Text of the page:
Teacher resources and professional development across the curriculum

Teacher professional development and classroom resources across the curriculum

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Earth & Space Science: Session 7

Kathy Price; Bloomfield, New Mexico

Kathy Price"Naaba Ani is a Navajo term for a safe haven or a cave or a place of refuge and these kids — we have a lot of kids from very difficult backgrounds, dysfunctional life outside of school, so when they come here we want them to be — number one, know that the teachers are here for them, that we’re the same all the time, we’ve got some structure to the day but it’s intellectually safe so they feel safe enough to venture out with their thoughts and ideas. And when you get them to that point, then learning is really going to take off.”

School at a Glance:
Naaba Ani Elementary School

  • Location: Bloomfield, New Mexico
  • Grades: K-8
  • Enrollment: 776
  • Students per Teacher: 14.8
  • Ethnicity:
    37% White
    37% American Indian
    3% Hispanic

Kathy Price’s first job out of college was at a preschool for handicapped children in the Four Corners region in New Mexico. She was tossed into the deep end: “I was told, here’s a program, here are some students, we don’t have a curriculum, so do whatever you want. So my first year out, I had to hire a speech pathologist, a physical therapist, another teacher, and an aide, and I had to learn about special education because I didn’t have a background in it.” She believes that experience made her more proactive in the schools she’s worked in. Now, 26 years later, Kathy is becoming a math and science specialist, and will be mentoring new teachers throughout her district.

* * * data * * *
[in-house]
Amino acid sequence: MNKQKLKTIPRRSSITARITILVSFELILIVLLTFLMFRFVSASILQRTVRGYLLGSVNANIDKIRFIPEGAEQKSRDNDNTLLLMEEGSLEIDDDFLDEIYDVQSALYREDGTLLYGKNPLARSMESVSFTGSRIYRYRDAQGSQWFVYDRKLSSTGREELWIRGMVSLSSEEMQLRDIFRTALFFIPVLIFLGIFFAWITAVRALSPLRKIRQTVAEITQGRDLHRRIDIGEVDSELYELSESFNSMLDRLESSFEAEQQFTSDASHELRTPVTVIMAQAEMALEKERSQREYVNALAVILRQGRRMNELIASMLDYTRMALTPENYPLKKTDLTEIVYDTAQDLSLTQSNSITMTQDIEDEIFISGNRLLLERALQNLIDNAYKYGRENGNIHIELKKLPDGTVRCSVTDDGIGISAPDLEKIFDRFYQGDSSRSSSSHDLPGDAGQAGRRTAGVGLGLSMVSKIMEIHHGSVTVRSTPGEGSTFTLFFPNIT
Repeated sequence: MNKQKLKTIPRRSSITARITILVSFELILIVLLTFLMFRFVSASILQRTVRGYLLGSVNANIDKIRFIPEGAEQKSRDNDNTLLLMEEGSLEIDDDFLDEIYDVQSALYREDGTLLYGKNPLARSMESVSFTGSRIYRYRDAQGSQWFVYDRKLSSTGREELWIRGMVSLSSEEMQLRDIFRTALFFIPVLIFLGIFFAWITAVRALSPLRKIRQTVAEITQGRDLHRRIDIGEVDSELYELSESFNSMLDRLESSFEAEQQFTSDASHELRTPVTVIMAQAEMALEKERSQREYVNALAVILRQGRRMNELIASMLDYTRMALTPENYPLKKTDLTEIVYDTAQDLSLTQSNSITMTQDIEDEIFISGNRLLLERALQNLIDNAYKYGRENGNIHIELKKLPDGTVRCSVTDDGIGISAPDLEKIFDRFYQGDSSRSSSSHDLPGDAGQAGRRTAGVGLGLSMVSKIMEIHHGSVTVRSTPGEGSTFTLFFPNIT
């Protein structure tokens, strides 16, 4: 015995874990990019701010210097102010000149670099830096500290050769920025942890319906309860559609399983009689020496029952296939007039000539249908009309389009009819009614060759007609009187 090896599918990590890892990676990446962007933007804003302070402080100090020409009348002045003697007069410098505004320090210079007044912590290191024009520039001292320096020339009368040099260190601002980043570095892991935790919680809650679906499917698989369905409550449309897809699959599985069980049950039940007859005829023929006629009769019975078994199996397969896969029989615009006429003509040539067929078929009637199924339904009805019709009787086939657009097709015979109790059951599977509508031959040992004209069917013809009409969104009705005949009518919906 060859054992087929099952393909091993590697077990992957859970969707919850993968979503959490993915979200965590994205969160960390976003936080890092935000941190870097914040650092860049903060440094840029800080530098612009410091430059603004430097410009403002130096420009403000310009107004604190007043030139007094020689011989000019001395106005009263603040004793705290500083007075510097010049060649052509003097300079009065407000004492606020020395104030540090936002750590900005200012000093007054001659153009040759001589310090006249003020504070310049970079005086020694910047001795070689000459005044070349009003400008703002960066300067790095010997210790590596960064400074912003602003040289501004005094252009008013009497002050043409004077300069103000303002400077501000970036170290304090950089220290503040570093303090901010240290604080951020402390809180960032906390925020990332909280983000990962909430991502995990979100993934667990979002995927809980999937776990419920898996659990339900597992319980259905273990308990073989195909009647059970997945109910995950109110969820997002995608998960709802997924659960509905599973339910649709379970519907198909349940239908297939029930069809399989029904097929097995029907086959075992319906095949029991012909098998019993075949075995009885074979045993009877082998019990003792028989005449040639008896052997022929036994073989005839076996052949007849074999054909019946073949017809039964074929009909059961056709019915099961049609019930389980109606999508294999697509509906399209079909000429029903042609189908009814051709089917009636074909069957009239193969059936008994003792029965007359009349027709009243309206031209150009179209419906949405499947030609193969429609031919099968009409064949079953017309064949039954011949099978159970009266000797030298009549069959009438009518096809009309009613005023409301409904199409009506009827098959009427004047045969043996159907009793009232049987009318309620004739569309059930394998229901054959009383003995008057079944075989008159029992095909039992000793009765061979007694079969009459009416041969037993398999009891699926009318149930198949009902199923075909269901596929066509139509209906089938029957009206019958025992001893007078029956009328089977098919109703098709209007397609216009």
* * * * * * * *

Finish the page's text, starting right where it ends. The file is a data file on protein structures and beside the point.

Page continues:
Kathy has taught fourth and fifth grade the Naaba Ani Elementary School for 15 years, and has worked at Bloomington-area schools for a total of 21 years. She feels strongly about the importance of having a direct relationship with her students: “This is a very diverse class and it’s important for all to feel welcome, to feel that they have to have a personal relationship with the teacher and feel safe enough and secure enough that they know they won’t look stupid. Kids like teachers that like them. ”

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